Wednesday, March 4, 2015
Friday, February 27, 2015
Thursday, February 26, 2015
People who drink four to six cups of coffee daily may be less likely to get Multiple Sclerosis, according to international research out Thursday.
"Caffeine intake has been associated with a reduced risk of Parkinson's and Alzheimer's diseases," said lead author Ellen Mowry of the Johns Hopkins University School of Medicine in Baltimore, Maryland.
"Our study shows that coffee intake may also protect against MS, supporting the idea that the drug may have protective effects for the brain," she added.
The findings of a US and Swedish study -- released ahead of the American Academy of Neurology annual meeting in Washington -- each compared more than 1,000 people with MS to a similar number of healthy people.
Researchers tracked how much coffee the subjects drank in the one, five and 10 years before symptoms began for those afflicted with MS.
People who drink 4-6 cups of coffee daily
may be less likely to get Multiple Sclerosis
After accounting for other factors such as age, sex, smoking, body mass index and sun exposure, the Swedish study found that "compared to people who drank at least six cups of coffee per day during the year before symptoms appeared, those who did not drink coffee had about 1.5 times the increased risk of developing MS."
Similar protective effects were seen among those who drank lots of coffee five to 10 years before symptoms appeared.
The US study found that "people who didn't drink coffee were also about one and a half times more likely to develop the disease than those who drank four or more cups of coffee per day in the year before symptoms started to develop."
More research is needed to determine if caffeine in coffee has any impact on relapse or long-term disability due to MS, an incurable disease of the Central Nervous System that affects well over 2.3 Million people worldwide.
The study was funded by the Swedish Medical Research Council, the US National Institute of Neurological Disorders and Stroke, the National Institute of Environmental Health Sciences and the National Institute on Aging.
Monday, February 23, 2015
‘But You Look So Good!’ - Challenges of Invisible Disabilities
I am permanently disabled, and until there is a cure for Multiple Sclerosis (MS) or Narcolepsy, disabled I shall remain. Yet, if you just glanced my way, you would see nothing out of the ordinary. In fact, I appear quite healthy. Just the other day, someone walked over to me and while pointing at my leg asked, “How are you recovering?” At first, I was completely puzzled. Then I realized that my limp and use of a cane made him believe I had sustained a simple injury. Trying to convey to others not to believe their eyes is frustrating and, at times, demoralizing. But with practice and the right attitude, the challenges can be less stressful and even empowering as you go through life.
If Looks Could Kill . . .
It was a little more than 10 years ago that my physician strongly suggested that I apply for handicapped parking. Although I knew he was correct, actually using a placard with the words “permanently disabled” was quite difficult to accept. Over time, we have learned to appreciate its many benefits. Wider spots allow for simpler entry and exit with mobility aids. Closer parking conserves energy, keeps us cooler, and helps us to safely navigate congested locations.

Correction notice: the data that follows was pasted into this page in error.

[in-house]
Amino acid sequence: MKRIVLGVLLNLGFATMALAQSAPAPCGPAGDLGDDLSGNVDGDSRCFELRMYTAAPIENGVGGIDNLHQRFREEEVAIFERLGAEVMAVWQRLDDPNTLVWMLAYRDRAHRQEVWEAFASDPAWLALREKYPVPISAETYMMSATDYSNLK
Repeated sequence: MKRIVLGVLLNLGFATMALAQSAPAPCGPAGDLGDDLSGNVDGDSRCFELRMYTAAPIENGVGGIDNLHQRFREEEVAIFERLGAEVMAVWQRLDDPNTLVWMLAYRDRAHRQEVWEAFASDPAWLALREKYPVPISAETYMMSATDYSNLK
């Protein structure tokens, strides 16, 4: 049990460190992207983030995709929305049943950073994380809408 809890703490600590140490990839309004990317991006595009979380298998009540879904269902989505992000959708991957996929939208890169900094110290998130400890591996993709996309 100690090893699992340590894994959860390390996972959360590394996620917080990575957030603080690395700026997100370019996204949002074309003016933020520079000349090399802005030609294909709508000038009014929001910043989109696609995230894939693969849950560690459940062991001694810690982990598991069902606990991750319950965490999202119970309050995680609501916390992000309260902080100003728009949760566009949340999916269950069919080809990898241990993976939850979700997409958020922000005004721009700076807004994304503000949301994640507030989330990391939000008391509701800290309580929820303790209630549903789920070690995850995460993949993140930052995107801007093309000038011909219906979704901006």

Unfortunately, using handicapped parking can be quite stressful when you don’t look disabled. Sure, I use a mobility aid, but in a pinch a shopping cart is similar to a rolling walker and I always have a folding cane with me. We only take a handicapped spot when truly needed, yet continually receive incredulous looks and occasional confrontations from people who believe I am “stealing” a spot from a truly disabled person. The best course is to smile and proceed at my slow pace toward the store. Either they will get bored or the store’s security personnel can intervene. It simply is not a fight worth fighting.
Getting Others to Feel Your Pain
The sensation of pain is our body’s way to protect us from danger, as it elicits a response that we cannot ignore. MS can upset the complex balance in our nervous system, resulting in an unending cycle of pain. This cycle began early in the course of my MS. Attempting to squash the discomfort, I consulted a physician who incorrectly stated, “…MS is lack of sensation, so by definition MS surely does not cause pain”!
It took quite some time to find the correct medical team that understands and supports my fight against the many symptoms of MS. They are truly cherished. Part of that team must also include your pharmacy, and if they treat you with anything less than the respect that you deserve, speak to the manager and regional manager. It has worked for me — just be polite, but firm.
‘I’m Not Drunk, I Have MS‘
So many times I’ve wanted to make these T-shirts, helping me to feel less self-conscious about the stares I get when I slur words or stumble when I walk. Unfortunately, even when in social settings, most people are unaware that MS causes symptoms other than walking difficulties. When making small talk, I may say, “Wow, I just wonder what it looks like when my MS makes me…” This often puts them at ease and opens a dialogue between us. They may retell this with others in the group, hopefully dispelling any rumors.
All of us can educate others about living with invisible disabilities. Not only is this empowering, but the awareness also may even make our own lives less stressful.